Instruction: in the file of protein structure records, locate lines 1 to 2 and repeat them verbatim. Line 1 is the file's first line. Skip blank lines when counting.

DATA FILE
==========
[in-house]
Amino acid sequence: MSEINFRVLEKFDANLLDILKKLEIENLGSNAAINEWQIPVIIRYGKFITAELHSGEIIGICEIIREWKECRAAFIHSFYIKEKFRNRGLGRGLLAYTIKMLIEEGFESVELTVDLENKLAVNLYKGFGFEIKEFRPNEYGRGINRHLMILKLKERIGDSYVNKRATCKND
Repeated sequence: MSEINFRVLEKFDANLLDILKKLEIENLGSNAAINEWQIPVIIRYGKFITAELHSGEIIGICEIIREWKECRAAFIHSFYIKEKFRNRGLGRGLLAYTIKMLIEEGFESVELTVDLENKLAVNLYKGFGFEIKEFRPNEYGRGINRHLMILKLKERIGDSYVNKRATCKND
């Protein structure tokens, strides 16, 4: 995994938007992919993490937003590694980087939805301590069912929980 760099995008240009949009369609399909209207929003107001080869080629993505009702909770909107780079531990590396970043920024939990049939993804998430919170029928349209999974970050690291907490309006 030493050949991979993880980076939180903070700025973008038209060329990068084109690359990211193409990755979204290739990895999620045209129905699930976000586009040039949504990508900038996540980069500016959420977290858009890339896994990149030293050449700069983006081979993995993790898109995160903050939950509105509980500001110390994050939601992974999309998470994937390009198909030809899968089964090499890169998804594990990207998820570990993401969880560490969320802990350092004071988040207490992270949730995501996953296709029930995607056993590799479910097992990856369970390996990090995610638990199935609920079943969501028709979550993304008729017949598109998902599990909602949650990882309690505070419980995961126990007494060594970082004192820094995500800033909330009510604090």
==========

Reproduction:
[in-house]
Amino acid sequence: MSEINFRVLEKFDANLLDILKKLEIENLGSNAAINEWQIPVIIRYGKFITAELHSGEIIGICEIIREWKECRAAFIHSFYIKEKFRNRGLGRGLLAYTIKMLIEEGFESVELTVDLENKLAVNLYKGFGFEIKEFRPNEYGRGINRHLMILKLKERIGDSYVNKRATCKND